Thursday, July 12, 2007

String or Green?

What do you call these vegetables? I never knew of them as anything other than string beans until I was in college. The first time someone mentioned green beans in my hearing I had no idea what she was talking about. Favas maybe? Now I find that if you search for "string beans" on the USDA nutrition site, you find nothing, not even string beans: see green beans, or something like that.


Anonymous Anonymous said...

Ha! Wait until you see these really long ones. I call them "superstring beans", which is a semi-internal joke.


4:02 PM  
Blogger zoe p. said...

Those are string beans, lady!!

5:27 PM  
Anonymous Anonymous said...

In the days of my callow youth, a string bean actually had a string the length of the bean, which wasn't quite edible. New varieties were engineered and sometimes called "stringless beans." The term "green beans" was introduced as a euphemism.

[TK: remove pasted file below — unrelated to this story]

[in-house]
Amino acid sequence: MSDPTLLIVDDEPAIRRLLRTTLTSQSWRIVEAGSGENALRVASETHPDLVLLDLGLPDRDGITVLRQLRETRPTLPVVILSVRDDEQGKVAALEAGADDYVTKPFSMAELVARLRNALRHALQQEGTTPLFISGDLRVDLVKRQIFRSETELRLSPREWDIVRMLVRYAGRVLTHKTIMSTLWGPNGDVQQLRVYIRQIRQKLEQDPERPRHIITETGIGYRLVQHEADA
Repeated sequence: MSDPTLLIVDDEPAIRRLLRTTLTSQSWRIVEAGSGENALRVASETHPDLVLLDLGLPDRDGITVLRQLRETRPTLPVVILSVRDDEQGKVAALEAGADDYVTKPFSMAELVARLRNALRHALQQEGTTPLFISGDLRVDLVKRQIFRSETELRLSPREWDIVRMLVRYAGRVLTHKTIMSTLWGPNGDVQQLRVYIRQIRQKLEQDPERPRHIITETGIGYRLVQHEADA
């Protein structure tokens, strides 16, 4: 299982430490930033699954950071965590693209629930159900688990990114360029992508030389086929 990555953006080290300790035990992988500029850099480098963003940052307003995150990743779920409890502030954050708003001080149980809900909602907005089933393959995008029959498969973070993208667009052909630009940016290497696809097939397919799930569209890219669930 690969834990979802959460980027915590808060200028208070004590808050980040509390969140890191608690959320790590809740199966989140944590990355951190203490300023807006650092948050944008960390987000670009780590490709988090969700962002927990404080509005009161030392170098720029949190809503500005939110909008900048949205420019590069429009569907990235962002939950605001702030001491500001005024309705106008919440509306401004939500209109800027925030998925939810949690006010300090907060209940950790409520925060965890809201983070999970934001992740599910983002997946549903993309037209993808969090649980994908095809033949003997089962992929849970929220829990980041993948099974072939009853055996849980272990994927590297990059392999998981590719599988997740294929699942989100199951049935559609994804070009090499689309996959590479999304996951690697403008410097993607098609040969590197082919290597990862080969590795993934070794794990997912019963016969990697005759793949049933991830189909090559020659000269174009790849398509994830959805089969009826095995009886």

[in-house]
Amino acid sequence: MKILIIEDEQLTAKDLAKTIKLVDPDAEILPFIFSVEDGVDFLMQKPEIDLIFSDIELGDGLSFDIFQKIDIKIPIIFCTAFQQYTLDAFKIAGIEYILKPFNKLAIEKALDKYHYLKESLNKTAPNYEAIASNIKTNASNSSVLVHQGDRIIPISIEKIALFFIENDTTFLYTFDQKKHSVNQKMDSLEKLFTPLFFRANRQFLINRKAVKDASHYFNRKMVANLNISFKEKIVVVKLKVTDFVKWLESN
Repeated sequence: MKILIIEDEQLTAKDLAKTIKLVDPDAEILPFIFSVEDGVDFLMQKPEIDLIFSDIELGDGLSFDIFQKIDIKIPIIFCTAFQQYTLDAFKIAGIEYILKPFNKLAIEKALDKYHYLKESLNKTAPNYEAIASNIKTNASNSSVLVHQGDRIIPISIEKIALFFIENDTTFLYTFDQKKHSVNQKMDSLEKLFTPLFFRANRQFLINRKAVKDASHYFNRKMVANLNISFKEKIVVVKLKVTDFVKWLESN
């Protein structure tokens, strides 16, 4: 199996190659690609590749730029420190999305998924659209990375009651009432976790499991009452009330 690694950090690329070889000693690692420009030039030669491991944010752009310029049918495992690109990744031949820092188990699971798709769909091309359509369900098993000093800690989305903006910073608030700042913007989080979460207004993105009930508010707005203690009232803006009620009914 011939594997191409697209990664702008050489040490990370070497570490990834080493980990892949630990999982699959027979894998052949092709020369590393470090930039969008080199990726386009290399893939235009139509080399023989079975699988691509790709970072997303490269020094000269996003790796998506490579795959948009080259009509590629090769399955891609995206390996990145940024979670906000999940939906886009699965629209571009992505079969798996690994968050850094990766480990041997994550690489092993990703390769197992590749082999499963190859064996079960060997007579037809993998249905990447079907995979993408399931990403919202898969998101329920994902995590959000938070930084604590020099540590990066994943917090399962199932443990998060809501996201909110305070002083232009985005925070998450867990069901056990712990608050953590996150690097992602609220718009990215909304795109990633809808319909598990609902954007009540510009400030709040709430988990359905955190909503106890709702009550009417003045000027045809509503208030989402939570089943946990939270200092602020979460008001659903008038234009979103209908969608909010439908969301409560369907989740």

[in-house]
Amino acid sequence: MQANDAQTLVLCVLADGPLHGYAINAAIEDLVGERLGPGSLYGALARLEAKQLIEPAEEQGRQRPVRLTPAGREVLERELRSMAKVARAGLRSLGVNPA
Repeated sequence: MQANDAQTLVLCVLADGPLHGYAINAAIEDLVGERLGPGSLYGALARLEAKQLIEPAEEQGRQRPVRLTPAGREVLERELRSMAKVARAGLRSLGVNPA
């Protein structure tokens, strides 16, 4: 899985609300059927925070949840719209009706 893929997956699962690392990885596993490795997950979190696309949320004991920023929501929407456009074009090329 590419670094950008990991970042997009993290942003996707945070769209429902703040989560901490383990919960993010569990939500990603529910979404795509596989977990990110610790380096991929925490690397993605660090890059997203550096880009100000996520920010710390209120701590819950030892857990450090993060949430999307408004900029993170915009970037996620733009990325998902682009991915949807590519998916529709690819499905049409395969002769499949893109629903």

5:59 PM  
Blogger the chocolate doctor מרת שאקאלאד said...

Here's a new complication--an early twentieth century cookbook from Wisconsin calls the "green string beans" (German National Cookery for American Kitchens by Henriette Davidis. Milwaukee: Caspar and Co. 1904).
In our own time, the string/green isogloss seems to separate the northeast from the rest of the country. Are all you string-people from hereabouts originally?

4:16 AM  
Blogger Sushma said...


I think they are called French beans.


2:19 AM  
Blogger the chocolate doctor מרת שאקאלאד said...


Yes, I should have added that they are also called French beans. In the US, this term is mostly used to distinguish the thinner beans from the garden variety beans.

11:08 AM  

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